president of Phi Mu. "We wanted to
learn what we do that turns black people
off, and to be aware of what we have
to do to realize the problem."
Miss Meyer said that there was a
change in the attitudes of the girls
resulting from the discussions.
"The girls showed a desire to com
municate with Blacks," she said. "The
attendance was outstanding. Some girls
have gone to talk to Blacks individually
in an attempt to further understand the
The Phi Mu's have had three sessions.
They are not planning any more because
"we've talked until we're blue in the
face." However, Miss Mever said that
smaller groups of girls of six to ten
each will be visiting Blacks on their
The Alpha Phi House has had one
session. Many of the girls mentioned
a need for follow-up sessions.
Alpha Phi President Christie
Schwartzkopf noted that she "could
understand how the Blacks feel, but
things still aren't cleur."
Another Alpha Phi, Connie Gibbons,
echoed Miss Schwartzkopf's desire for
follow-ups and mentioned what she had
learned from the talks.
"I had never heard anything like that
before, so it was very good for me,"
she said. "I think I understand now
how grave it really is."
She added that each of the two groups
had a different approach to the problem.
One was more emotional than the
Patty Hanrahan, an Alpha Phi,
"I hadn't understood the deep resent
ment and hatred the Blacks have for
white," she said. "They were bit
ter .. . like they were blaming us
personally for what had happened to
"Some girls went away from that
discussion with a more unfavorable at
titude than before."
The same thing evidently happened
at both the other houses. There were
stormy sessions and quiet ones.
Alpha Chi Omega president, Barb
Robbie, noted that one of their groups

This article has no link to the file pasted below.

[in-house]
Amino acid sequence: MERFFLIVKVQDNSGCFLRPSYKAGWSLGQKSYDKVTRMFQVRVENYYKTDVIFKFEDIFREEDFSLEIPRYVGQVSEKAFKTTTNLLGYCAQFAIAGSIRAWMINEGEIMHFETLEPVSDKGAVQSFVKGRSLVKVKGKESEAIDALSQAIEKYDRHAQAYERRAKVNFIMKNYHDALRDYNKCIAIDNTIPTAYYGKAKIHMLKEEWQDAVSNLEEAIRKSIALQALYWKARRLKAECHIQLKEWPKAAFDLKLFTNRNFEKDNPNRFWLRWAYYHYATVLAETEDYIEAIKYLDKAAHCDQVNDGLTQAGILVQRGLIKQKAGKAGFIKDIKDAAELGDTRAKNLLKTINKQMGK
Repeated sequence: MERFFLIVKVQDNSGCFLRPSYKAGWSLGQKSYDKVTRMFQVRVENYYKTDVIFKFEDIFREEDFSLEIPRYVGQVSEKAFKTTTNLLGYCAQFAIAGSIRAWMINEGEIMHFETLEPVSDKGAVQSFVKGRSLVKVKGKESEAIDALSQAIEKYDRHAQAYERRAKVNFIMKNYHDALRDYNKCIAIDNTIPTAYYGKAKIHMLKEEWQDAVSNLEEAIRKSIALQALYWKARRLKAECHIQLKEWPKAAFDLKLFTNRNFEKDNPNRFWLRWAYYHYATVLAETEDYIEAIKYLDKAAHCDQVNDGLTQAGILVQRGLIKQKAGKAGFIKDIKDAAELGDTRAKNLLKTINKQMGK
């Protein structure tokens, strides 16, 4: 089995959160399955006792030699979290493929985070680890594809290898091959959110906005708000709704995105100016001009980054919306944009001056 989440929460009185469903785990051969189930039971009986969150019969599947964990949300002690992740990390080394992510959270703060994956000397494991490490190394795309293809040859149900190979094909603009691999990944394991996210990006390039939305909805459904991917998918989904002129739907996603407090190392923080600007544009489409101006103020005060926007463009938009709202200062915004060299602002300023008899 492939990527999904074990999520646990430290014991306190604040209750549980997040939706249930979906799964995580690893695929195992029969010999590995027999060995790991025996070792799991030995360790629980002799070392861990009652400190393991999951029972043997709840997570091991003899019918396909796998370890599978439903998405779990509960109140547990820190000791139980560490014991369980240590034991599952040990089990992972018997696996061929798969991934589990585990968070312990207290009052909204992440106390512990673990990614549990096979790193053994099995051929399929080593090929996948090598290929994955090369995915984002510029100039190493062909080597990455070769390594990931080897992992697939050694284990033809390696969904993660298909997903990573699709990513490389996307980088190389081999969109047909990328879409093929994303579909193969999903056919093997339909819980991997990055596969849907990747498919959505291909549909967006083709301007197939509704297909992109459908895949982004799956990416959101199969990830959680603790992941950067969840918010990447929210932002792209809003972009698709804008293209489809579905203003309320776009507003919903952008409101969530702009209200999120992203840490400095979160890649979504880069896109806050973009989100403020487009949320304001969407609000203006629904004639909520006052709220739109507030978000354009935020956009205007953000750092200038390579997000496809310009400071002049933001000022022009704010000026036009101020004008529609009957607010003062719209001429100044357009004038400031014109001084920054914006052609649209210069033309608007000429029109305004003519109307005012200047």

was "very successful" while another was
not as successful because it "was too
"So much was such a shock," Miss
Robbie commented. "Kids who hadn't
been exposed to Blacks before couldn't
believe that white people could be so
Another Alpha Chi Omega, Judy Col
lins, said she had expected to be very
aggravated with the Blacks, but was
more sympathetic to their problems
after the meeting.
The Alpha Chi's are planning an in
termediate session with Lincoln city
councilman Pete Peterson, Miss Robbie
added, in hopes that an "older man
could help them understand without get
ting too emotional about it."
Two other houses have shown an in
terest in inviting the Blacks for
discussions, according to Walt Strong,
coordinator for special programs. Strong
said the sessions are arranged by in
dividuals, although he is serving as a
liaison between greek houses and black
He emphasized that the sessions were
arranged informally and that no specific
dates could be given because of that
J i J ,l V
' ' :
T k 1
Performers will radiate the soul of sound and rhythm soon
Charlie Armstrong's upcoming Cabaret. '
Peace vigil, rally and
The schedule of next week's Vietnam
Moratorium activities has been released
by the local coordinating committee.
"Make Peace on Earth a Reality" is
the theme of this month's activities.
Beginning on Monday, black armbands
will be worn as a symbol of mourning
for the war dead. Organizers are asking
students to make their own armbands,
but a few hundred will be available
in the Union Booth.
Faculty Evaluation Book
to become a reality soon
ASUN alloted $5,000 for It. Students
Scott Swanson and Ken Wald volunteered
their services. The Nebraska Duplicating
and Printing Company is planning to
With these funds, organization and
manpower, the NU Faculty Evaluation
Book will become a reality by next
But some difficulties will be en
countered by pollsters Swanson and
Wald before the book's publication.
First, evaluation of any person by
students depends on the discretion of
Standard questionnaires will b a
delivered to each faculty member by
Dec. 12. Instructors will be asked to
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A Romeo and Juliet brown crepe minidress with floral trim is one of the season's fashion highlights. To see the rest of the Chiislmas fash
ion stocking stuffers, turn to Pago 4.
distribute them to their students during
classes Monday and Tuesday, Dec. 15
There is no way to force Instructors
to pass out the survey sheets, and the
possibility exists that some of the faculty
may not want to take class time for
The University Faculty Senate will